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A built environment designed to be appropriate for palliative care can make a profound difference for people with life-limiting illnesses. The built environment affects a patient’s quality of life, the management of physical and psychological symptoms, and the quality of social interactions with loved ones and caregivers. This article is informed by the emerging trends in the research and practice in the disciplines of architecture, design, medicine, and nursing. The article is intended to provide a definition of palliative design and invite discussion of its potential impact on patients, families, and caregivers. Our goal is to initiate conversation about palliative design, foster sharing of experiences and feedback among building professionals, and discuss future paths for formal adoption into practice.

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Death is the ultimate inconvenient truth, its inevitability a conversation that far too many doctors still go out of their way to avoid, according to a recent report by Britain’s Royal College of Physicians. Talking about dying: How to begin honest conversations about what lies ahead looks at why doctors and other health care professionals find it so difficult to talk about dying to patients who are frail or terminally ill. Everyone realizes that early and honest conversations allow both doctors and patients to better explore the choices around their future care. So why isn’t it happening as often as it should?
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Imagine an 82-year-old patient – we’ll call him Mr. A -- with severe congestive heart failure, bouncing in and out of the hospital with increased frailty. During one hospital admission, Mr. A’s cardiologist consults the palliative care team for symptom management and clarification of goals of care. Mr. A tells the palliative care team that what matters most to him is to return home to be with his wife. He does not want to be placed on a ventilator, nor does he want aggressive measures taken. He agrees to go to a skilled nursing facility (SNF) for strengthening but says that if his heart failure worsens, he wants to return home.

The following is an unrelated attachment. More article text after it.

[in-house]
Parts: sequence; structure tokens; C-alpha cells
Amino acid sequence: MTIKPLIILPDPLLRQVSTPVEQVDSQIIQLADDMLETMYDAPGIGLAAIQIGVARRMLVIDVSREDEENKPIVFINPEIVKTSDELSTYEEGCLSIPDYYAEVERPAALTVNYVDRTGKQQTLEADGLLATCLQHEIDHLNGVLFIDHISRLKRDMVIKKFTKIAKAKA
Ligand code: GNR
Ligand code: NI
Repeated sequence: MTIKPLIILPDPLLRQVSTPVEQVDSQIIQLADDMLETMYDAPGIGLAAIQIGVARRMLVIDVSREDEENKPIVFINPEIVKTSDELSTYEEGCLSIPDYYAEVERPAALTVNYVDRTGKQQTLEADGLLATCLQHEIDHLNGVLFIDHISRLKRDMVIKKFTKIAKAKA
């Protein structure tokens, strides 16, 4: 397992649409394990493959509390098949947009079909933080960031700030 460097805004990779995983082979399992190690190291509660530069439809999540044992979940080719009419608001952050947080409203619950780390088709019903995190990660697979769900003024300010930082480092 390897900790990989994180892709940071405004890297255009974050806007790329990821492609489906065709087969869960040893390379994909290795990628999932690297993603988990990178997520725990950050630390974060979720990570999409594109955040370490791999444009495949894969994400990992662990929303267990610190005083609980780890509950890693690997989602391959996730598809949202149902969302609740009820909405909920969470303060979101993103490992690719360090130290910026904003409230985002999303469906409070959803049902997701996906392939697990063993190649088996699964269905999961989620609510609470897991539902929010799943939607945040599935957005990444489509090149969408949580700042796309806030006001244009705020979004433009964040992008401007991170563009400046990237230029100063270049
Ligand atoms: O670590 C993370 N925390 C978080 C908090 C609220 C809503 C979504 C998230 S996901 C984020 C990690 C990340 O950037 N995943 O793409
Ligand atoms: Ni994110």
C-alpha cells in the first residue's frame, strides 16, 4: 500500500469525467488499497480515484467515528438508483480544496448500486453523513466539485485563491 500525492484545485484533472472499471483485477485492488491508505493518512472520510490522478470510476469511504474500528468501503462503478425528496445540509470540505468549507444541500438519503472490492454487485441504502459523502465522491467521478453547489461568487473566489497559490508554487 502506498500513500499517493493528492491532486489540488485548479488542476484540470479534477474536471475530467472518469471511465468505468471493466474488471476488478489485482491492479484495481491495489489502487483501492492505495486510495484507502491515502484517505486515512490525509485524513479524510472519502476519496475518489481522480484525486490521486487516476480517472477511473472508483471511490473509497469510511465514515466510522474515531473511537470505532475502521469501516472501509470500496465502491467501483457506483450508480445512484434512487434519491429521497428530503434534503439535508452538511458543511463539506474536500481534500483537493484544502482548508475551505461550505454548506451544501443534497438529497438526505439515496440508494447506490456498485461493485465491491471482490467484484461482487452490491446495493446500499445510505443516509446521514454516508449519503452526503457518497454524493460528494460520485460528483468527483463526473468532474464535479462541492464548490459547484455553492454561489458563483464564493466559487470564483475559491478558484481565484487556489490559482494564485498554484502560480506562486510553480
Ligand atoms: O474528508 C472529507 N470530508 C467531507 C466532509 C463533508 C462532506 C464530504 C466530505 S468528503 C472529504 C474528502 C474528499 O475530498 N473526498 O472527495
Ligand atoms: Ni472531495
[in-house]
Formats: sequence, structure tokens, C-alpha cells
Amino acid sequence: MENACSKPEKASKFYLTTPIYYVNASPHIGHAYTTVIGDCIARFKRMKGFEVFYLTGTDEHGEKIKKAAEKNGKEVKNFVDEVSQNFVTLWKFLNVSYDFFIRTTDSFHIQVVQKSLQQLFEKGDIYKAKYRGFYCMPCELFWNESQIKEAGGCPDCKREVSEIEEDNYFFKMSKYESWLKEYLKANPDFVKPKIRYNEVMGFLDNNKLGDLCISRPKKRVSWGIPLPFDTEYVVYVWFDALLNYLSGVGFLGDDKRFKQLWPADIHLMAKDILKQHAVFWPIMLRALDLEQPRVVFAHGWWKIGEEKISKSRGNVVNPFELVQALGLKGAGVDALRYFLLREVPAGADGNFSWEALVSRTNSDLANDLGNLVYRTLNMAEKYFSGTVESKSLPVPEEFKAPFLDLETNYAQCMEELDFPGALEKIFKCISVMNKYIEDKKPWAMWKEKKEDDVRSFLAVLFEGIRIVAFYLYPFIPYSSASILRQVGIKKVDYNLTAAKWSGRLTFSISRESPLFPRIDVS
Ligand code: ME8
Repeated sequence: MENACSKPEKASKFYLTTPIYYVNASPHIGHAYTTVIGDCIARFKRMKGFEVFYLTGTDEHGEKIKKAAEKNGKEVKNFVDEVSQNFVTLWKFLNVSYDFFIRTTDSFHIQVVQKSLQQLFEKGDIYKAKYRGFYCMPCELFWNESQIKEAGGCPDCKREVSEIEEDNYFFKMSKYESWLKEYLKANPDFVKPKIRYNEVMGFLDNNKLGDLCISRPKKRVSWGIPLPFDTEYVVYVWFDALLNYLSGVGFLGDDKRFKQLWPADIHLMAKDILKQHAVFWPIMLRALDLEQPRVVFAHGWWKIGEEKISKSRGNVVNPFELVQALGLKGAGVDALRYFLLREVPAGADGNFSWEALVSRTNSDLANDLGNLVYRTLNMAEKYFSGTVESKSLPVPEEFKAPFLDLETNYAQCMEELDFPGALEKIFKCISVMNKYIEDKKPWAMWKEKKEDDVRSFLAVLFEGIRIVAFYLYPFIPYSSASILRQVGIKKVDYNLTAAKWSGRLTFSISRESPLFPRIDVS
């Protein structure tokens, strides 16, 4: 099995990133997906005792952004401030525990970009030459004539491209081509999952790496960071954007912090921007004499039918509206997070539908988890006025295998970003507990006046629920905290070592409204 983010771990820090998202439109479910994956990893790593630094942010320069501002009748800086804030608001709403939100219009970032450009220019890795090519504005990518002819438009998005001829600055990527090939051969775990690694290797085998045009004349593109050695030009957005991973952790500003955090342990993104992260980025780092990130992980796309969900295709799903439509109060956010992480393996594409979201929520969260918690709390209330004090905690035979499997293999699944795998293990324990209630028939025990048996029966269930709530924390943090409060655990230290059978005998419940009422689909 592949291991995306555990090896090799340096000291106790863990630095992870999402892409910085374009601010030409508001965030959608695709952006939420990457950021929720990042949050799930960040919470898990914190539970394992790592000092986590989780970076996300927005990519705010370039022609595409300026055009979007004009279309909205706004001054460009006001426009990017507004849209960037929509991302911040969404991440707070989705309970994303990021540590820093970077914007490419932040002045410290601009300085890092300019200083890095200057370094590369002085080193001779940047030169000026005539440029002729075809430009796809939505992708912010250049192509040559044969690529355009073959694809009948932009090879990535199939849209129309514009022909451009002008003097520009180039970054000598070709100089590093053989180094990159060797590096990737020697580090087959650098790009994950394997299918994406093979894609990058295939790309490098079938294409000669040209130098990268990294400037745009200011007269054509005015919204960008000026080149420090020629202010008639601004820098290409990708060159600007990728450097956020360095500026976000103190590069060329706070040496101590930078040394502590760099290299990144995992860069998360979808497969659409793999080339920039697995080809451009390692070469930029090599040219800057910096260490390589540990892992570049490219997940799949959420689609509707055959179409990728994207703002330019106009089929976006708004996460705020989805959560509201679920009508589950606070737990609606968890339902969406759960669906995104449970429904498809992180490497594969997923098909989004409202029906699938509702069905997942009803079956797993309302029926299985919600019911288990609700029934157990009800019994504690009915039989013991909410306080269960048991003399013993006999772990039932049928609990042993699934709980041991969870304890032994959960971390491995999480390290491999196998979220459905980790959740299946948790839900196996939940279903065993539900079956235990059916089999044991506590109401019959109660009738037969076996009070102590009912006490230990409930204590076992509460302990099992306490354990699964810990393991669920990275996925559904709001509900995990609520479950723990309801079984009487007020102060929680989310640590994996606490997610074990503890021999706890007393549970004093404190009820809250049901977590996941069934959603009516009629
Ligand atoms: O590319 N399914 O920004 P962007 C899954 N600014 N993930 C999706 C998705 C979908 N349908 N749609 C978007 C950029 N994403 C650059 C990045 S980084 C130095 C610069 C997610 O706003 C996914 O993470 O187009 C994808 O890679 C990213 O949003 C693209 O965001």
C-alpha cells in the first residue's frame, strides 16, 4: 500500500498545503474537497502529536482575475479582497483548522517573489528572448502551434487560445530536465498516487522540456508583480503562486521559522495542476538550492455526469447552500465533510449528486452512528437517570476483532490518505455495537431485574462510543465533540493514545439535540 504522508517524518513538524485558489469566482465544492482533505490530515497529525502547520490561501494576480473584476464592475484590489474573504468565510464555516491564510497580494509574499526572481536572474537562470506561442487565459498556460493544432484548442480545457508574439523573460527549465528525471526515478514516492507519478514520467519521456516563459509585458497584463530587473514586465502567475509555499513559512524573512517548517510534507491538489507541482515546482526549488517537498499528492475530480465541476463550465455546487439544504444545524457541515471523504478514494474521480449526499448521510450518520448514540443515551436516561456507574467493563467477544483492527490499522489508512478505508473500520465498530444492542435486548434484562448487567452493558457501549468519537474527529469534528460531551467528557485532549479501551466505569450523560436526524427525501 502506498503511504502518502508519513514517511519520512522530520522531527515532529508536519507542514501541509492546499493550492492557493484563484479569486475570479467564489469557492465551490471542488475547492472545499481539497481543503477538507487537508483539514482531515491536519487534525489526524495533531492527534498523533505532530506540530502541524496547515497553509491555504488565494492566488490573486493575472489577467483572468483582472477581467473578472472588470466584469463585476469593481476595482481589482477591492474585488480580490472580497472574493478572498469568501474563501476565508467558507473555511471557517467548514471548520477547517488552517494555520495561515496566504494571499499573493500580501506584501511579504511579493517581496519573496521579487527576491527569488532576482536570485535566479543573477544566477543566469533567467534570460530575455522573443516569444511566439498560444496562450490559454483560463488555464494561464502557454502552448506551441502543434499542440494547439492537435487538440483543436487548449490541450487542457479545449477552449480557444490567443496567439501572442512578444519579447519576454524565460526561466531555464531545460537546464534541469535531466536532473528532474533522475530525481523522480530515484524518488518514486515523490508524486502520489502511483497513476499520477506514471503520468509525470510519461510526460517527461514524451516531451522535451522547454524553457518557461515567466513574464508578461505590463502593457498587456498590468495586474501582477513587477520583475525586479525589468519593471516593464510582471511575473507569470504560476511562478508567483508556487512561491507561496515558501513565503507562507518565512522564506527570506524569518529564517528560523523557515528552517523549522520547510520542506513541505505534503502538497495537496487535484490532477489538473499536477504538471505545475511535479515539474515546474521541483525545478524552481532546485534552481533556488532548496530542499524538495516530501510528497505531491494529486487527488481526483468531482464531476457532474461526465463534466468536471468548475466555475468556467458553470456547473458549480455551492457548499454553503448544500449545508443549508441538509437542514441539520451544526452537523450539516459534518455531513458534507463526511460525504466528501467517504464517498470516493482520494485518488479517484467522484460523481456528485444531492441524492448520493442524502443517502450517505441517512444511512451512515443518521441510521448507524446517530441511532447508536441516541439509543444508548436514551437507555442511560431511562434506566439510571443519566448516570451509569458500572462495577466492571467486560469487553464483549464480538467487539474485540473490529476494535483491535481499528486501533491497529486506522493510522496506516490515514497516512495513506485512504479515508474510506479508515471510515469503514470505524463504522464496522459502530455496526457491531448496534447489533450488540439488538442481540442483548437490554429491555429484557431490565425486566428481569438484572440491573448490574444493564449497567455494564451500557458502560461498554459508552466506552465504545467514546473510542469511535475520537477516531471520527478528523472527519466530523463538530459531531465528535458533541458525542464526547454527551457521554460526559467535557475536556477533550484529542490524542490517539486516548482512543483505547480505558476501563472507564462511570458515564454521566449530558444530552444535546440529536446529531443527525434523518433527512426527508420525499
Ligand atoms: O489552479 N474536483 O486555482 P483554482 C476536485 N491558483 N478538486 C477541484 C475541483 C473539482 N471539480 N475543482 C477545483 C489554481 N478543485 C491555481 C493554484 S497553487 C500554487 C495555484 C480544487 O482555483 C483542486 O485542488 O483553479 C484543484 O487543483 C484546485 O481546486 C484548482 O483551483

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Pull the headset over your eyes and the world around you fades. You have become 66-year-old Clay Crowder, and you are dying.

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To explore how nonphysicians and physicians interpret the word “treatable” in the context of critical illness.

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Advance directives emerged in the 1960s with the goal of empowering people to exert control over their future medical decisions. However, it has become apparent, over recent years, that advance directives do not sufficiently capture the temporal and relational aspects of planning treatment and care.

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I met Anton* earlier this year, shortly after starting my residency training to become a family physician. A Ukrainian gentleman in his 80s, Anton had been living largely independently with his son, spending his days cooking, cleaning and keeping up with sports on TV. Then, without warning, he had developed vision loss and a severe headache. A CT scan showed a bleed into his brain that couldn’t be surgically removed. My job was to evaluate the progress of his symptoms, monitor his pain and coordinate his plan for discharge with his son. Read More>